Turning Cattle Feed into Wine
[private] When Ryan Saunders, a Canadian divemaster, contacted Carlos Talavera, a Honduran biochemical engineer, in June 2011 to request samples of Talavera’s cashew fruit wine, which he first heard about from a friend at a Roatan bar, neither man expected to forge a lasting business partnership. Now they aspire to place Honduras on the world wine map through online sales of their Acaxú brand, although Saunders admits that is “no easy task.”
Acaxú, which Talavera’s company, Industrias del Llano, produces in Tegucigalpa, debuted in Roatan in January 2012. Saunders and his partner Fritz Strube market and distribute the wine through their company, Stone Temple Holdings.
“When people travel to different countries they ought to be able to sample the cultures,” said Saunders, who moved to Roatan in 2007. That’s what he envisioned when he first put his lips to a glass of Talavera’s exotic libation. However, both he and Talavera realized curiosity could drive sales only so far.
“There is no point in having an exotic image for a foul stuff that people will buy once, never to want to sip again,” said Talavera.
For that reason, Saunders and Talavera want Acaxú to stand apart from other tropical fruit wines, most of which are cloudy, extremely sweet and strong-smelling. Saunders says the dry version of Acaxú is dry enough to suit a chardonnay drinker. The semi-dry – the most popular version – is sweeter, like a German Riesling. The sweet version is not quite as sweet as an ice wine. All three are much drier than Belizean cashew wine, which is generally closer to liqueur in weight and sweetness than wine, he said.
The Acaxú production and distribution chain is completely Honduran. Talavera purchases the fruit through a Honduran distributor, who buys directly from small farmers around the town of Namasigüe in Choluteca Department. It is pressed and fermented into wine at Talavera’s plant in Tegucigalpa, bottled and shipped to Roatan, where it sells for $13-15 a bottle in restaurants, souvenir shops and even corner pulperías.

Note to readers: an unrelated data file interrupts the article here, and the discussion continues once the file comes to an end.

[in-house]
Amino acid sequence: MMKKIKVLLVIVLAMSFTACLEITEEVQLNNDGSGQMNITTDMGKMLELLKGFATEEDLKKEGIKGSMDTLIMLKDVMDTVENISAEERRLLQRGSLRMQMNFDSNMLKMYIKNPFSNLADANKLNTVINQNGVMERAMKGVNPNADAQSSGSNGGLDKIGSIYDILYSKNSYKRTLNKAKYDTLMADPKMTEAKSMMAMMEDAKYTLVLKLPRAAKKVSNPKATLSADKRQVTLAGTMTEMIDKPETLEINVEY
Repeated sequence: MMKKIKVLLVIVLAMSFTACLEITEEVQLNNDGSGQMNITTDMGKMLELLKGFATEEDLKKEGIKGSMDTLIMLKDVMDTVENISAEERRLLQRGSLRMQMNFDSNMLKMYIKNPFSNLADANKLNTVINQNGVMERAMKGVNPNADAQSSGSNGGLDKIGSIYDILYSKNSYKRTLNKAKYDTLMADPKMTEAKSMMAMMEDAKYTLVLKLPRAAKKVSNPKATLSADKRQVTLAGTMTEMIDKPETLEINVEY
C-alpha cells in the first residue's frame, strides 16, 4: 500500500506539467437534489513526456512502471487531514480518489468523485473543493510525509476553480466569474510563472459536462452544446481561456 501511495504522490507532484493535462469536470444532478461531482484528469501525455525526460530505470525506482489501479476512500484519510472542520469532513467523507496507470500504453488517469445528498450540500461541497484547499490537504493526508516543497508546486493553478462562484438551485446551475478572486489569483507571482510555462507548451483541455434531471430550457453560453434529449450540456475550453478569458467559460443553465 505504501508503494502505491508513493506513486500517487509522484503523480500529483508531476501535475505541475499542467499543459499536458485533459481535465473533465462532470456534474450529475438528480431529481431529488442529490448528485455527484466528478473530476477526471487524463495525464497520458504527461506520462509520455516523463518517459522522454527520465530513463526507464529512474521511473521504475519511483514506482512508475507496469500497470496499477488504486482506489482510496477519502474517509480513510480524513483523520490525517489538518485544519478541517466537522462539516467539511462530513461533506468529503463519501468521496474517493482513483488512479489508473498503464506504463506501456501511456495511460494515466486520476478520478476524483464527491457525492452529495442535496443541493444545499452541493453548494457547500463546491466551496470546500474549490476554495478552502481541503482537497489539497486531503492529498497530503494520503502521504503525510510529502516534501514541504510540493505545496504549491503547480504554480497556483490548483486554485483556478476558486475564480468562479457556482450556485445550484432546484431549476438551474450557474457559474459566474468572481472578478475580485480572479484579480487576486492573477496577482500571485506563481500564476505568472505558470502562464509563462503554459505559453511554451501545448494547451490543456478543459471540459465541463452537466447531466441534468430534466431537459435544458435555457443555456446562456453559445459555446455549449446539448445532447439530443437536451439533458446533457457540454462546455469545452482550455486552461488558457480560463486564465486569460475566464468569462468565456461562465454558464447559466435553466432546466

Currently demand is far outstripping supply, says Saunders, “so prices aren’t going to drop anytime soon.” He is currently working to expand distribution to Utila and Guanaja, then to Costa Rica.
Talavera began making wine from cashew fruit in the 1980s in the kitchen of his old family house in Llanos del Potrero, on the outskirts of Tegucigalpa. He had been looking for ways to use the cashew fruit that Honduran farmers usually dumped or fed to their cattle. Drawing on his training in fermentation technology and after reading lots of winemaking literature, he experimented.
His initial idea was to use the wine to make vinegar. But he was inspired by the quality of his first few batches. He thought it tasted good.
Talavera risked what little savings he had to build a “proper shack” for a winery. He named the wine Acaxú, from acajú, the word for cashew in the language of the indigenous Tupi people of Brazil, where the cashew originated.
Talavera was encouraged to continue his efforts by the reactions of two French wine critics, who called his product “outstanding” and “astonishing.” He received assistance from the Honduran National Autonomous University in Tegucigalpa, where chemical engineering students got academic credit for working on product development in his winery.
Talavera first tried to market his wine in Tegucigalpa, through supermarkets and the Mayoreo open-air market. But he encountered numerous obstacles.
“It’s a competitive world out there,” said Talavera, and Honduras “lacks commercial options for emerging entrepreneurs and small-scale producers.”
For one thing, he said, small-scale producers need middlemen known as impulsadores to market their product. On top of that, Honduras has never been much of a wine-drinking society, and Honduran consumers typically assume that anything made in Honduras must be of inferior quality.
That’s why places like the Bay Islands and Copán, which receive lots of foreign visitors, are logical places to market Acaxú and why when Talavera received the call from Saunders last June he realized Saunders’s marketing assistance was “the complement I was needing.”
Talavera intends to fly in the face of Hondurans’ negative self-image by producing a good-quality wine that is proudly labeled as “Honduran cashew fruit wine” so as to “fly the flag and scream to the world that, when Hondurans want to, they can do good things.”
He also expects to unveil a new line of exotic cooking products for the summer of 2012, including a spiced cashew vinegar and a cashew cooking sherry. Preserves and liqueurs are in the works, too. [/private]